Watson on Martin: The Queen's Gambit Declined

11/28/2012 – "I think that this ChessBase DVD is a good example of IM Andrew Martin's ability to present a competent, sound repertoire in a clear way. The core is the Cambridge Springs Variation, a great choice because it is solid and limits White's choices at the same time. This material can be used profitably by players from an elementary level all the way up to low master." Review.

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Last time I first discussed ChessBase DVDs in general terms. Apart from the particulars, I should emphasize the fundamental importance of taste, that is, whether you enjoy learning in a visual mode and whether that can be too passive a relationship with your material compared to a written presentation where you play over the moves. I then looked at a few examples with the London System and English Opening (by Bojkov, Davies and Bologan) with some analytical examples. Interestingly, two of the English Opening videos were as theoretically accurate as the leading book on the subject and even improved upon it in some cases. Normally books have the advantage in this respect, because they have more detail and book authors tend to put more time into their work (I usually spend over a year on a book). But when you have strong players producing specialised videos, as in the new 60-minute series, there's a good chance that there will be new material of interest to even the advanced player.

Andrew Martin: The Queen's Gambit Declined

Review by John Watson

In this column, I'll continue by looking at a few DVDs that I like by other authors. International Master Andrew Martin produces more ChessBase videos than anyone: over 30 by my count, with Nigel Davies in second place in the high 20s and no one else remotely close. The great majority of both their DVDs are about openings. Martin's output includes the series entitled: 'The ABC of the [opening X]', which is I think meant to be a balanced view of the opening, but then again that isn't always the case, as illustrated by his 7.5 hour advocacy of the Alekhine Defence in The ABC of Alekhine!

I think that The Queen's Gambit Declined is a good example of Martin's ability to present a competent, sound repertoire in a clear way. The core of the repertoire is the Cambridge Springs Variation, a great choice because it is solid and limits White's choices at the same time. This material can be used profitably by players from an elementary level all the way up to low master, which is quite an achievement. There is a tendency here and in his other videos to fudge on the very best theoretical lines, but that's almost inevitable, and shared by the authors of other 'repertoire' DVDs. It's probably asking too much to fully cover (and justify) an opening when that would involve solving technical and critical variations, which themselves might take hours to present.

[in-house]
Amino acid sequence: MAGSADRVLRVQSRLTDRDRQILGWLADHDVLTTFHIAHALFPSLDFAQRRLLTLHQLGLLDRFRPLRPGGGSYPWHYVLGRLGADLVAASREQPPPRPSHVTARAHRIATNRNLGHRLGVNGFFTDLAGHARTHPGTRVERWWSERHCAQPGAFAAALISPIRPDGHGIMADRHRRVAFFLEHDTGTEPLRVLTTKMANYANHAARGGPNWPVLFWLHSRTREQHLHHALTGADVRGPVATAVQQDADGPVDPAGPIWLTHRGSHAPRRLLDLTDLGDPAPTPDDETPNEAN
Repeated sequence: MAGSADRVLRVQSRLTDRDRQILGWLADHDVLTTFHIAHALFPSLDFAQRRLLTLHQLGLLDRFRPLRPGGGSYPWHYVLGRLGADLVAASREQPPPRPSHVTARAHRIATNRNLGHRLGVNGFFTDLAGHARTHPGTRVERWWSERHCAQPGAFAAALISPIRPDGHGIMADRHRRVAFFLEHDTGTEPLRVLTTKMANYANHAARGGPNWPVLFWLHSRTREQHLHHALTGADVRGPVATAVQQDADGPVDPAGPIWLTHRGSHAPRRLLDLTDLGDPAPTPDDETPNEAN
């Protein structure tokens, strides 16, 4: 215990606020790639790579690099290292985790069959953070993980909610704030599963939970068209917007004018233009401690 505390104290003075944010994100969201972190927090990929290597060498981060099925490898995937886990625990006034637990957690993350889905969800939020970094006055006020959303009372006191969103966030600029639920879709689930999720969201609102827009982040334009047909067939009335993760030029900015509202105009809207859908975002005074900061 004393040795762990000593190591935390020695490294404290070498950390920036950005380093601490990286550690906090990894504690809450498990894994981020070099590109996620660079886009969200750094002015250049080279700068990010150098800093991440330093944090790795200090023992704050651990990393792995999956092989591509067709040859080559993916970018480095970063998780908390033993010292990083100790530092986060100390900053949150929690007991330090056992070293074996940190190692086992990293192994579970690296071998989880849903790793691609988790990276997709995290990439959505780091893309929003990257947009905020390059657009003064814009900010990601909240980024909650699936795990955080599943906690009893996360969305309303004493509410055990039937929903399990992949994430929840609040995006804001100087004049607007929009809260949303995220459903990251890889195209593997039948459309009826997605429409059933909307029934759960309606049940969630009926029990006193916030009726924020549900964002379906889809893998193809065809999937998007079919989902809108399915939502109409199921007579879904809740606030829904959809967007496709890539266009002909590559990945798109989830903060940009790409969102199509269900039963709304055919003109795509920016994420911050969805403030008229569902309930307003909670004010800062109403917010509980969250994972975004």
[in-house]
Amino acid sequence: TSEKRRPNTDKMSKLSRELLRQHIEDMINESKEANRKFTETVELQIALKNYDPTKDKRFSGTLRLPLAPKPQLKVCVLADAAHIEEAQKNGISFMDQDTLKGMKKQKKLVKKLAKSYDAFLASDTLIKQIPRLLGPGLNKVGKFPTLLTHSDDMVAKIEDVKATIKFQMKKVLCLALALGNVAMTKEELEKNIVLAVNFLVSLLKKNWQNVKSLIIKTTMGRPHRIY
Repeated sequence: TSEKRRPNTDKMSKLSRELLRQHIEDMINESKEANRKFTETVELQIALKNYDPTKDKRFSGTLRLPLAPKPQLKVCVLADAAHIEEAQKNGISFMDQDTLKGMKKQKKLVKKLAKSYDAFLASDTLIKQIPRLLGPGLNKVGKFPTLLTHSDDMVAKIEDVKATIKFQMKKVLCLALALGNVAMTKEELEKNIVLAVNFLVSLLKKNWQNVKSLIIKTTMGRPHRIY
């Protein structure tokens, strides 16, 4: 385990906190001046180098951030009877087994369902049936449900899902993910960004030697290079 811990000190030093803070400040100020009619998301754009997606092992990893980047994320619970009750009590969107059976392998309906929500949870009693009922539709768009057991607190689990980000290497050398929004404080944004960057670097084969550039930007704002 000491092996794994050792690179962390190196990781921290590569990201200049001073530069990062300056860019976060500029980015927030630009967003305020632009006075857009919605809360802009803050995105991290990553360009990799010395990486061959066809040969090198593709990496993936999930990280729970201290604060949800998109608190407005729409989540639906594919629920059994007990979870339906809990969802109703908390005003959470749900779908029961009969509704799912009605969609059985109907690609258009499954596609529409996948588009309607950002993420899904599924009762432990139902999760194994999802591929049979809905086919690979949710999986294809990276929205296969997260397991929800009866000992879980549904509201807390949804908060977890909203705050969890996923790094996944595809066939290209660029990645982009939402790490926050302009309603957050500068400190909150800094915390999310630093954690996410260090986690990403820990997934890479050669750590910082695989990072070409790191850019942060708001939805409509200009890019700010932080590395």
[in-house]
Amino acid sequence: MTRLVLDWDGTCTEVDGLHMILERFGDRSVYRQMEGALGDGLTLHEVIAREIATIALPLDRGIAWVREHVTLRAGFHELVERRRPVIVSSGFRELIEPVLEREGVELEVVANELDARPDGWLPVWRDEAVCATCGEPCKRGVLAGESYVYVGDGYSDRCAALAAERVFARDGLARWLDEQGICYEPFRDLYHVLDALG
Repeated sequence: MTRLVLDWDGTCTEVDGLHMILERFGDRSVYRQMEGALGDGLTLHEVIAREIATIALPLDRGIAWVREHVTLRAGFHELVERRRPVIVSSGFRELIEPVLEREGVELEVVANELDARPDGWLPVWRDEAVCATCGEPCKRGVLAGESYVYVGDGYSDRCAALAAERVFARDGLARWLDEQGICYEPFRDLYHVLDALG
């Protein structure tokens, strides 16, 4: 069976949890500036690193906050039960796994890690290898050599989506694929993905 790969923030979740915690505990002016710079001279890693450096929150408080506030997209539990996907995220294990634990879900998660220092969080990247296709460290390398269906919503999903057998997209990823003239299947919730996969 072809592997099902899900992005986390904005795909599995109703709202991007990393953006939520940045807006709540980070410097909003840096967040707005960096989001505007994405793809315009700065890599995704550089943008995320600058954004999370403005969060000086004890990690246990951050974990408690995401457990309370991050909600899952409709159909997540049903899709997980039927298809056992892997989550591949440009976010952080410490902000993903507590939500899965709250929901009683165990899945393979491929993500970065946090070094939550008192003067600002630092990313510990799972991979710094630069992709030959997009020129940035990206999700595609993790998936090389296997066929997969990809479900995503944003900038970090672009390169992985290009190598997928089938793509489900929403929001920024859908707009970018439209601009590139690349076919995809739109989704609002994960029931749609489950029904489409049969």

To get a quick grasp on the specific material, I checked the Exchange Variation section on Martin's DVD and his coverage is more than sufficient to show the basic ideas. It's true that he doesn't address White's strongest tries in the Nf3/h3 lines I analysed in my recent book (A Strategic Opening Repertoire for White), but that's asking for a lot and he does give some examples (for Black) of that variation. More impressively, he specifies a particular move order for Black versus the main line that Lars Schandorff gives in his book (Playing the Queen's Gambit – Grandmaster Guide); and I think that is somewhat better than the order Schandorff himself uses! Not bad for a necessarily limited DVD presentation.

Martin's treatment of Bf4 systems is impressive, and he shows that his main Cambridge Springs variation can be played in a way that is solid and safe. I can freely recommend this video for anyone who wants to take up the Queen's Gambit Declined, especially with the relatively easy-to-learn Cambridge Springs. For a broader introduction to Exchange Variation ideas there's Nigel Davies' DVD The Queen’s Gambit Declined Exchange Variation (2009). And an attractive production in German is Björn Lengwenus and Frank Lamprecht's DVD Wie geht eigentlich Damengambit, a nice overview of all Queen's Gambit lines with many general observations and good humour.

Video sampler: The Queen's Gambit Declined

Andrew David Martin (born 18th May 1957 in West Ham, London) is an English chess player with the title of International Master. He has won various national and international tournaments and has been playing for years in the Four Nations Chess League, at present (July 2009) for Wood Green Hilsmark Kingfisher, previously for the Camberley Chess Club. Martin received his IM title in1984. He earned his first grandmaster norm in the British Championship of 1997 in Brighton. Martin was a commentator on the chess world championship between Kasparov and Kramnik in 2000.

On the 21st February 2004 Martin set a new world record for simultaneous chess. He faced 321 chess players at the same time. His result was: 294 wins, 26 draws and only one loss. Martin is known as a professional chess teacher and head trainer of the English youth team. He trains eight schools (Yateley Manor, Aldro, Millfield, Sunningdale, Waverley School, St Michael’s Sandhurst, Wellington College, Salesian College). Martin is a chess columnist, an author of chess books and the author of various instructional videos. He was the publisher of the series Trends Publications. Martin lives in Sandhurst, England, is married and the father of two daughters and two sons. His present Elo rating is 2423 (as of July 2009).

Other Andrew Martin training DVDs you can find here in the ChessBase Shop

John Watson is an International Master from the United States. He has written over 25 books, including

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